Products that do not contain alkyl nitrites are being sold as “poppers”. It’s a growing trend that requires clarification on nitrites and other compounds being marketed as poppers. It’s very important to differentiate between what is traditionally known as a popper, which is created with alkyl nitrites, and what is falsely being sold as poppers today.
Recreational uses for sexual enhancement with poppers were discovered around the 1950’s and grew in popularity through the 60’s. Although there was no research to suggest that amyl nitrites were an effective aphrodisiac, it had gained a reputation within the British entertainment industry for intensifying sexual relations. The reputation moved across the pond to the United States were nitrites caught on, among gay men, in the club culture of the 1970’s disco era and into the 1990’s rave scene.
Amyl nitrites had arguably been the most widely used of the nitrite family, but by 1969, required a prescription. It was soon replaced by butyl and then isobutyl nitrite, which is the highest quality nitrite that is currently available without a prescription. Due to significant misunderstanding and a long history of misrepresentation, it is typically sold as room deodorizer or head cleaner as retailers are prohibited from selling or marketing the product for recreational use.
Which brings us to the topic at hand, certain manufacturers are marketing and distributing various mixtures in the same manner that nitrites have been traditionally presented. These newer, unregulated formulations may pose significant risks and, what’s worse, they’re being sold under the name poppers. Typically, what is recognized as poppers, within the LGBTQIA community, has been based on alkyl nitrites which are liquids that produce fumes and are inhaled directly from a small glass bottle. They have been in use for decades without directly posing a risk to the public, as was again recently clarified in January when the British Parliament asked the question Are Poppers a Psychoactive Substance.
The newer mixtures are propellants and aerosols that are made of different chemical compounds like chloroethane, which is sprayed onto a rag and inhaled. Chloroethane also known as ethyl chloride can induce a rare fatal arrhythmia in some individuals, known as “sudden sniffing death.” More common serious side effects include delirium in the short term, as well as potentially permanent impairment in memory, executive functioning, and neuropathy (Hall 2014).
Political Context that Led to the Unregulated Environment
Alkyl nitrites are arguably the safest of the nitrite family. Although there has been no evidence showing that the use of nitrites should cause societal concern there has been increased regulation on the recreational use of nitrites. The general opinion on message boards and chat rooms by nitrite users is that the stigmatization of the male homosexual community is the primary cause for the consistent government obstacles.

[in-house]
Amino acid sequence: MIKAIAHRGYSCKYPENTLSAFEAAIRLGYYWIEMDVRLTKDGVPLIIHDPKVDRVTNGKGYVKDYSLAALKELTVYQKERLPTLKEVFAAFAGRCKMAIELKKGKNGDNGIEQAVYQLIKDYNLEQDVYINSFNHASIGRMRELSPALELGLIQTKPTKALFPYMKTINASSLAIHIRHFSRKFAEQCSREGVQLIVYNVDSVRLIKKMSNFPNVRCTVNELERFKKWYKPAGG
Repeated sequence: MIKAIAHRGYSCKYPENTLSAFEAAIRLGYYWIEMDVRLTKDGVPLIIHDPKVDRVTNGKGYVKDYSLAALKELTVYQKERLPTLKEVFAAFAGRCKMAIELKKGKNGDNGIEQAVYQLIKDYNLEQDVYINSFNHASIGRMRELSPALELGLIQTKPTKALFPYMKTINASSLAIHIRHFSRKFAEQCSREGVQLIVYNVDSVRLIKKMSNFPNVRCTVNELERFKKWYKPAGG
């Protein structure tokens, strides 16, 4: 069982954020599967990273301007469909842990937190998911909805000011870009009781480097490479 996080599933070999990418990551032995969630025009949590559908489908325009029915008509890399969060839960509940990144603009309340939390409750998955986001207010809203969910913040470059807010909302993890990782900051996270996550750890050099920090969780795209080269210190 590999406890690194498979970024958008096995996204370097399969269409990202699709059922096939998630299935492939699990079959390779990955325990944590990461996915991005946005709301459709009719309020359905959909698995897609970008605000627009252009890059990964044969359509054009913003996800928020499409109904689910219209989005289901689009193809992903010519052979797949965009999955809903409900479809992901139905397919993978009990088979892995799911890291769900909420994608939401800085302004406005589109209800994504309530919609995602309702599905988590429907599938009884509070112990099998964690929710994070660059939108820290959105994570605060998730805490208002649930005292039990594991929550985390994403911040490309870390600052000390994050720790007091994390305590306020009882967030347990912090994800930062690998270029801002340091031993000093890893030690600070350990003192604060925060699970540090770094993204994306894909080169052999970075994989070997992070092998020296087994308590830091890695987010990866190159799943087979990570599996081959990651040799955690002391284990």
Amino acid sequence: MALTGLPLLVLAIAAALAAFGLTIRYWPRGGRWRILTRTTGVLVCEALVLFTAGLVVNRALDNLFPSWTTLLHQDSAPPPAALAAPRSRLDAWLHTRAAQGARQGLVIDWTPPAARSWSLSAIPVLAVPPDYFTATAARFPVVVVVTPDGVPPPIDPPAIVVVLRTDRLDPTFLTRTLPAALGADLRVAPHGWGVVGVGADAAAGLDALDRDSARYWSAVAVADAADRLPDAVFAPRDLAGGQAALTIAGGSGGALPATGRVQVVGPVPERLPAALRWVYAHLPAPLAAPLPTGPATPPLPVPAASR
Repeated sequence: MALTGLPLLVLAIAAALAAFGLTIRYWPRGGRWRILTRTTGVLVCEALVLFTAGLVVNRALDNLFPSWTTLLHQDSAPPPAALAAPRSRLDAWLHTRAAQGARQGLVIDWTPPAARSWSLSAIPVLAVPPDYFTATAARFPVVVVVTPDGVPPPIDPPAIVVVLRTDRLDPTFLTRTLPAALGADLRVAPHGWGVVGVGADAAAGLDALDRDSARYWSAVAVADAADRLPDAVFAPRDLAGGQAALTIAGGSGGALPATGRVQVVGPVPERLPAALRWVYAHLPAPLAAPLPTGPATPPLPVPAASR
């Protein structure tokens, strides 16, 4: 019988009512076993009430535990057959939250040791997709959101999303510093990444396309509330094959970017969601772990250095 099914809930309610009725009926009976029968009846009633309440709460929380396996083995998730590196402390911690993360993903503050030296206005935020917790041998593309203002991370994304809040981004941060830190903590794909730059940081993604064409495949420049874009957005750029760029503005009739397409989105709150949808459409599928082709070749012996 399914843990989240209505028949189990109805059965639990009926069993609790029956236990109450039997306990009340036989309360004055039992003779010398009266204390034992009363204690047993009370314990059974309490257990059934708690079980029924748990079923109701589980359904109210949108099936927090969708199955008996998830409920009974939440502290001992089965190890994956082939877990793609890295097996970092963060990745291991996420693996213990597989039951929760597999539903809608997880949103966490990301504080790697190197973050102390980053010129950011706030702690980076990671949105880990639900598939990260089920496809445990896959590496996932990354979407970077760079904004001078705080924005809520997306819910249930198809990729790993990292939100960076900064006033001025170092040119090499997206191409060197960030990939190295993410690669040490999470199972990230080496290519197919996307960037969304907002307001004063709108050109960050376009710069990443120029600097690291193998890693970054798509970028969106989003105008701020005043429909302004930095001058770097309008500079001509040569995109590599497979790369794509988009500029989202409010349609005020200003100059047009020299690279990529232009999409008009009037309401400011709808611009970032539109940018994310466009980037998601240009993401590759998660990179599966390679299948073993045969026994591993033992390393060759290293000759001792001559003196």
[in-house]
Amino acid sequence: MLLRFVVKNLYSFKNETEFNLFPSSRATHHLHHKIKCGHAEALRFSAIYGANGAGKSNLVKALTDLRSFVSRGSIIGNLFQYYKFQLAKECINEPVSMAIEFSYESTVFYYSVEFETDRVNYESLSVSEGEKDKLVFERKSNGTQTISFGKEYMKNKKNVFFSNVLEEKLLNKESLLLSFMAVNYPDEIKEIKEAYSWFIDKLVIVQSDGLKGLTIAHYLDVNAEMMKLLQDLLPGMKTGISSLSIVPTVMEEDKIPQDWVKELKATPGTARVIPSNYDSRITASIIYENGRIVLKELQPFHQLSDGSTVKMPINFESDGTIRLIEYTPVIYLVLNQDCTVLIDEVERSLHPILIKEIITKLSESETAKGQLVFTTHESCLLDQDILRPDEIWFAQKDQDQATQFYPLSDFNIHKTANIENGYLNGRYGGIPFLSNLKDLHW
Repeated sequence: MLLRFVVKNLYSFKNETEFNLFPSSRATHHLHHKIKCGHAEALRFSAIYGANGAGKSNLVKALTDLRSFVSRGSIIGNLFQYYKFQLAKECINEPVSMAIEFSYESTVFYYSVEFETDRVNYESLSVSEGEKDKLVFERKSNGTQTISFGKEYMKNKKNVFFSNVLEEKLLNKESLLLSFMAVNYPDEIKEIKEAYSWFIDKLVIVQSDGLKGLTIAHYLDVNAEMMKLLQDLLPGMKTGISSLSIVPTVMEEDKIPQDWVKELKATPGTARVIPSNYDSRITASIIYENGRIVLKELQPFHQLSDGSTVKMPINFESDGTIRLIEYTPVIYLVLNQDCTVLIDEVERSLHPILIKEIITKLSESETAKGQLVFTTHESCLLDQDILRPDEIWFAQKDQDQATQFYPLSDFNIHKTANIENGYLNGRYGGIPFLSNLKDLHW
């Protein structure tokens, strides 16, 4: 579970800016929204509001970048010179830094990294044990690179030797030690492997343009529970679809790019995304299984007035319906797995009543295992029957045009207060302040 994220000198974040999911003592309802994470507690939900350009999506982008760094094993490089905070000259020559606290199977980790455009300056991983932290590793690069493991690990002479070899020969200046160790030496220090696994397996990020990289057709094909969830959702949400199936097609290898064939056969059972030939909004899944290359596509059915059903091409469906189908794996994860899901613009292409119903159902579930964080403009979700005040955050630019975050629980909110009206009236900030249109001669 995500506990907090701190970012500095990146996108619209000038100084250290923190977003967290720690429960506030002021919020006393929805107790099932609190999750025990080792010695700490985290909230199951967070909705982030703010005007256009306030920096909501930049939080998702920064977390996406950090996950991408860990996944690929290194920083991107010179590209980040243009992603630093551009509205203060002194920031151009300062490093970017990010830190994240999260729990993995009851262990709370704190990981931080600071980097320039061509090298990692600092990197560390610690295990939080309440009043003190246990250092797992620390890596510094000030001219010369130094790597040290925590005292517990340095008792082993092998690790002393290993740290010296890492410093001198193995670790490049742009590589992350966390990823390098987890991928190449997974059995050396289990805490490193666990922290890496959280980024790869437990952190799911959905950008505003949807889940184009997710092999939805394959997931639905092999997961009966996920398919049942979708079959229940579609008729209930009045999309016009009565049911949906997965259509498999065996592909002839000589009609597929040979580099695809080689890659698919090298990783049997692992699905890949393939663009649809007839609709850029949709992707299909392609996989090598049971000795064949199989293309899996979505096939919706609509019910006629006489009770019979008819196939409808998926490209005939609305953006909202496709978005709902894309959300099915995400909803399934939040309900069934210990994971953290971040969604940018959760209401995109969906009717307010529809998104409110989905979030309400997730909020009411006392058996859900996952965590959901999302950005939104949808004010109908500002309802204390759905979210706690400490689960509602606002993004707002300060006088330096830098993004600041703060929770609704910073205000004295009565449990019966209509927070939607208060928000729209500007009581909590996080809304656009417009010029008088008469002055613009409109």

The late 80’s brought a new virus called HIV which turned into the so-called AIDS epidemic. The prevalence of AIDS within the gay community worked to enhance the negative image of homosexual men. The Human Immunodeficiency Virus was initially viewed as a “gay disease” and this may have been one of the causes of increased inspection or regulation in relation to nitrites.
The LGBTQIA movement was still in its infancy at this time and, during that time, understanding of HIV disease was still not clear. Research has since discredited all connection between nitrites and HIV/AIDS. NAT (National AIDS Trust), the UK’s leading policy and campaigning charity on HIV recently sent out a report in support of Amendment 5, the Psychoactive Substances Bill, leaving the provisions of the Bill as they stand, in relation to alkyl nitrites. Government organizations and the media continue questioning whether poppers are safe to use. The results remain the same.
Tory Crispin Blunt an MP revealed in the British House of Commons that even he takes poppers. He felt the strong need to disclose this information in hopes that it would prevent a new bill from passing. The new bill would have criminalized trustworthy vendors that operate under the control of the government. He argued that passing that bill would drive consumers and vendors underground leading to more dangerous product and activity. Clearly, he was absolutely right and is the reason for us writing this article in regards to detrimental US regulation and misunderstanding.